We’ve all experienced situations of vertigo (when the room spins around us) or dizziness when we change head positions or stand up too quickly. In most people they subside quickly and we don’t think about them again, however if they are repetitive and causing problems, it’s possible you may have Benign Paroxysmal Positional Vertigo (BPPV), a common disorder of the inner ear.
What is BPPV?
BPPV is caused by tiny crystals, called otoconia, that have incorrectly collected within a sensitive part of the inner ear. To get technical, otoconia are calcium carbonate crystals that are normally located inside the utricle of the inner ear. Vertigo/dizziness occurs when these crystals are displaced from the utricle into the semicircular canals of the inner ear, resulting in miscommunication along the vestibular system (our balance and orientation system). When you change the position of your head, the otoconia move with the semicircular canals and this causes the vertigo/dizziness. As the otoconia stop and settle into their new position, the symptoms normally subside.
What causes it?
BPPV is quite common and can be caused in the following:
- Head or ear injury
- Degeneration of the inner ear structures (as part of the normal aging process)
- Ear surgery or infection, such as otitis media
- Vestibular neuritis (viral infection of the inner ear)
- Meniere’s disease
- Some types of minor strokes
What are the symptoms?
Most commonly BPPV presents as vertigo, with a feeling of dizziness or lightheadedness following an episode, with more severe cases also leading to imbalance and nausea. These symptoms are usually brought on by a change in the position of the head from activities such as getting out of bed, rolling over in bed or tilting the head back to look up.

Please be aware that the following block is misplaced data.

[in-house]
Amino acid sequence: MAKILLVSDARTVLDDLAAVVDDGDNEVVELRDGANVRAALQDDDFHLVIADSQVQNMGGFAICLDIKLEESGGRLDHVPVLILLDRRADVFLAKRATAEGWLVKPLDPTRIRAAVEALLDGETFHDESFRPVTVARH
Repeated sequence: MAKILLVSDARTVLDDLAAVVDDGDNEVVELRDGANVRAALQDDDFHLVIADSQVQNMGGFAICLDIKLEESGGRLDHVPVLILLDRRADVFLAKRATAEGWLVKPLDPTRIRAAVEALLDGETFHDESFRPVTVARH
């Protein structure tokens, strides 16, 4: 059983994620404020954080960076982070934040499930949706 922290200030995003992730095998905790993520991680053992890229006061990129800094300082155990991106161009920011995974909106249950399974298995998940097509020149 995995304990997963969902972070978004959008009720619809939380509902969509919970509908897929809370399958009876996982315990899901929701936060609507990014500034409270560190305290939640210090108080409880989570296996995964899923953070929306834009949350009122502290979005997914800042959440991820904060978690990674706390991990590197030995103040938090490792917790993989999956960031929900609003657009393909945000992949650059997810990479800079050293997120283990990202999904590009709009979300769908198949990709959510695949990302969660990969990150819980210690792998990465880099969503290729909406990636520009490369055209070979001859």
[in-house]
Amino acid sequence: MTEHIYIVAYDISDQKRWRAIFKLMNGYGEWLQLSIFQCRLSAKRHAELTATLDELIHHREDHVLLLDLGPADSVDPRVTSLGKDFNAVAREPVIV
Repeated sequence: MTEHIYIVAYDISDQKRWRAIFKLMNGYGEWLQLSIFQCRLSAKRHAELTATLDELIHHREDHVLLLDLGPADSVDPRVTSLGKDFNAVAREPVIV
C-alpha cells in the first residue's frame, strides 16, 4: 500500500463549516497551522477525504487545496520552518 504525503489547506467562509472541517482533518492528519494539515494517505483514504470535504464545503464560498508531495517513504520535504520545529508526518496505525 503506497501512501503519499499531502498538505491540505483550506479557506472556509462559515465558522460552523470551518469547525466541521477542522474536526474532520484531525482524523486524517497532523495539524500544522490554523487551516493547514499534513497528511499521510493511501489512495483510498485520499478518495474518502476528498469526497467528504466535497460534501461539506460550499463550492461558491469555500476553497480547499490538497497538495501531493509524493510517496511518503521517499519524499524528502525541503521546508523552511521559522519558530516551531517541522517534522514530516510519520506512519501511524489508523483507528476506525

Symptoms are usually intermittent, so it may be present for weeks, stop and come back some time later.
What is the treatment?
The good news it that BPPV isn’t permanent and symptoms may actually go away within six months of onset by themselves. During this period, medication to prevent motion sickness or nausea is sometimes prescribed.
There are also manoeuvres able to be performed by a physiotherapist in the clinic that are specifically intended to move the otoconia out of the semicircular canals. Treatment will be selected by your clinician according to what symptoms you may present with. These treatments normally alleviate symptoms in the majority of patients immediately, however a second treatment may be necessary.
If symptoms don’t subside and manoeuvres don’t help, surgery maybe recommended. As with all surgery there is risk, however it has been found effective for individuals who have not responded to other treatments and when symptoms are sever and long-standing.